The highlighted numbers represent the tempo. It is absolutely critical that the rest intervals are clearly defined for every exercise in your routine.

As a very general rule of thumb shorter rest intervals are recommended when you are training for hypertrophy and using higher reps. On the other hand longer rest intervals are preferred when you are training for strength and using lower reps.

Let’s look at some examples.

When you are using training methods such as supersets, tri-sets and giant sets the rest intervals can be as little as 0-10 seconds between exercises. Let’s take another look at our sample quadriceps giant set routine:

  • A1: Bilateral seated machine leg extension, 3 x 10-12, 2/0/X/0, 10 seconds rest
  • A2: 45 degree leg press, 3 x 10-12, 2/0/X/0, 10 seconds rest
  • A3: Machine hack squat, 3 x 10-12, 2/0/X/0, 10 seconds rest
  • A4: Walking DB lunges, 3 x 10-12, 2/0/X/0, 240 seconds rest

In this routine you are literally resting for ten seconds before moving on to the next exercise in the circuit. At the end of the circuit you rest for 4 minutes before repeating the entire giant set again. 

On the other end of the spectrum powerlifters will sometimes rest as long as 5-10 minutes between their heavy sets. This is especially true when they are peaking for their powerlifting competitions. 

If you are going to use antagonistic supersets then you can use much shorter rest intervals between exercises without compromising your performance. This is because while your “agonist” muscles are resting your “antagonist” muscles are being trained and vice versa.

Here are some general recommendations for rest intervals when training with antagonistic supersets:

  • 1 Rep = 120 Seconds Rest
  • 2-3 Reps = 100 Seconds Rest
  • 4-6 Reps = 90 Seconds Rest
  • 7-9 Reps = 75 Seconds Rest
  • 10-12 Reps = 60 Seconds Rest
  • 13-15 Reps = 45 Seconds Rest
  • 16-20 Reps = 30 Seconds Rest

These numbers are based off the findings of Charles Poliquin, the strength coach who popularized antagonistic body part supersets. Here are some very general guidelines for rest intervals if you are training with “straight sets”:

  • 1-5 Reps = 3-5 minutes rest
  • 6-12 Reps = 1-3 minutes rest
  • 12-20 Reps = .5-2 minutes rest

These rest interval targets are consistent with the recommendations of Stan Efferding and many other world-class bodybuilders and powerlifters. There are many ways to manipulate rest intervals in your routine. The important point is that you are actually tracking them.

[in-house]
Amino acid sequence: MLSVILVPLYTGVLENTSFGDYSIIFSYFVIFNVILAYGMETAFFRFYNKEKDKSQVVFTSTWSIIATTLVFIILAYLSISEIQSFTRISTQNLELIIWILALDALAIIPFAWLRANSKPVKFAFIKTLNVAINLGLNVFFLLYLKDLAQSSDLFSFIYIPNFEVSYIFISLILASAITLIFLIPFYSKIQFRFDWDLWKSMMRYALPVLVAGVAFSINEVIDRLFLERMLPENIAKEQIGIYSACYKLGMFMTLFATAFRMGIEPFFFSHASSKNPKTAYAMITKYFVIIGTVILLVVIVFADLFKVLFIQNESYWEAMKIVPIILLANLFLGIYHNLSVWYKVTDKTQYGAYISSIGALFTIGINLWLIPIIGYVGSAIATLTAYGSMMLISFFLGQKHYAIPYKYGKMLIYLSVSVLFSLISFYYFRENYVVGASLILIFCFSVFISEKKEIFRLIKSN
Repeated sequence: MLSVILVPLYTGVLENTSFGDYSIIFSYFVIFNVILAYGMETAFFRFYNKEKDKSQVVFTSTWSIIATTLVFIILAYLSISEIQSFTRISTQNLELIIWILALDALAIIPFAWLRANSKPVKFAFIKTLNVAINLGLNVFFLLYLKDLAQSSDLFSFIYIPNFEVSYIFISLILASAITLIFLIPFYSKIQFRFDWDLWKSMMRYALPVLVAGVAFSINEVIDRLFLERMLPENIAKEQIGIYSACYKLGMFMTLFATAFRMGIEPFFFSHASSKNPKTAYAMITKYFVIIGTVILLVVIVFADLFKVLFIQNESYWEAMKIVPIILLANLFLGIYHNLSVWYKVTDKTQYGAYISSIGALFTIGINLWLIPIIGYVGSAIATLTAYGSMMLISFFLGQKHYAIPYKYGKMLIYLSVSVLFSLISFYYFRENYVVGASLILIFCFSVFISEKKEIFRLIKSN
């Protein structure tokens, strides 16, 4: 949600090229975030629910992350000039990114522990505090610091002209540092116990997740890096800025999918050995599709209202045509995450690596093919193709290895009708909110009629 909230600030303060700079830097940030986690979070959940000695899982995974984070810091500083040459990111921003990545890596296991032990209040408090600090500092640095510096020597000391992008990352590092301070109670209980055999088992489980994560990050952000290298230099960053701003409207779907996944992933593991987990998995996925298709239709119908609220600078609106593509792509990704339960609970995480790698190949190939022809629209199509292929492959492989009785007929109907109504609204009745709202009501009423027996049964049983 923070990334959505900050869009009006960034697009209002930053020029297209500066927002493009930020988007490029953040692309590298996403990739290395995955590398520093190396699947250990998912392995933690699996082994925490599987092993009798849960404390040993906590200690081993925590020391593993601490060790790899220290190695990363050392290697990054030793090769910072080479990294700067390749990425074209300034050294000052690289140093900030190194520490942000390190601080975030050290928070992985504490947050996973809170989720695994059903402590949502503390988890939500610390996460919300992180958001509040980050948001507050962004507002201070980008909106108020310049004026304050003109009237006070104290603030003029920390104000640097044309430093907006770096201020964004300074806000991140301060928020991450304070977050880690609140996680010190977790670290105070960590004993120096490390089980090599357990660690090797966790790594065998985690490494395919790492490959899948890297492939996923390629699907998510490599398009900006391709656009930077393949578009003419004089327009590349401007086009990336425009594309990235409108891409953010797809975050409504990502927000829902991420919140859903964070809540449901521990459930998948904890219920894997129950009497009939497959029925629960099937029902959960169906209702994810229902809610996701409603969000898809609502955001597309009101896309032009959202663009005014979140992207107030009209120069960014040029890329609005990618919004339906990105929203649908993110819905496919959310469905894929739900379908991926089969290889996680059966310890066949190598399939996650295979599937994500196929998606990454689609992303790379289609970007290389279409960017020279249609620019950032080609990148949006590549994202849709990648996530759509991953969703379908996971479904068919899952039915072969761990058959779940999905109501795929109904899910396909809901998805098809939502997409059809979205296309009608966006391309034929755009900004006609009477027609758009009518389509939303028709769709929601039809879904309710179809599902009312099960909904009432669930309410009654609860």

Part 6: The Logbook

The logbook is the single most important tool that you can use in the gym. Every time you train you should have a logbook with you. Your logbook is where you record your workouts including the choice and order of exercises, the sets, the reps, the tempo and the rest intervals. Let’s take another look at our sample lower body routine:

  • A1: Back squat (medium stance / heels flat), 4 x 6-8, 4/0/X/0, 100 seconds rest
  • A2: Bilateral seated leg curls (feet plantarflexed / pointing straight), 4 x 6-8, 4/0/X/0, 100 seconds rest
  • B1: 45 degree leg press (medium stance), 3 x 10-12, 3/1/1/0, 90 seconds rest
  • B2: 90 degree back extension, barbell on back, 3 x 10-12, 2/0/1/2, 90 seconds rest

This is what a routine looks like when all of the strength training loading parameters are properly defined. But this is NOT what you should write in your training logbook. Instead you should leave room to record your performance for each exercise in your last workout and in your upcoming workout.

Here is what your logbook should look like for this workout:

  • A1: Back squat (medium stance / heels flat), 4 x 6-8, 4/0/X/0, 100 seconds rest
    • LT:
    • TT:
  • A2: Bilateral seated leg curls (feet plantarflexed / pointing straight), 4 x 6-8, 4/0/X/0, 100 seconds rest
    • LT:
    • TT: